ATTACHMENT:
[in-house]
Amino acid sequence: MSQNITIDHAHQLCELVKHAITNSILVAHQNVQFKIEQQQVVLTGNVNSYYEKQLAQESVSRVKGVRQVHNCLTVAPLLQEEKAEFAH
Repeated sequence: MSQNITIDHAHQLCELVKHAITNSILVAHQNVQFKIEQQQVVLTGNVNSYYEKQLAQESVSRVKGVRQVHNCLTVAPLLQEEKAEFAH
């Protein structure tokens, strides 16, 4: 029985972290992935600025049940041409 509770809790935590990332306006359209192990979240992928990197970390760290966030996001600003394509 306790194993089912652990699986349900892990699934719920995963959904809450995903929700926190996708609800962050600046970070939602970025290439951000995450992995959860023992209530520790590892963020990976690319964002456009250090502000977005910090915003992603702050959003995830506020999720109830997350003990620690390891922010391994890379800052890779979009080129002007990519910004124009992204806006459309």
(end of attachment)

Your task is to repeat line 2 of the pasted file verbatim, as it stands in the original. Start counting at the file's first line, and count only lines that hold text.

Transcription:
Amino acid sequence: MSQNITIDHAHQLCELVKHAITNSILVAHQNVQFKIEQQQVVLTGNVNSYYEKQLAQESVSRVKGVRQVHNCLTVAPLLQEEKAEFAH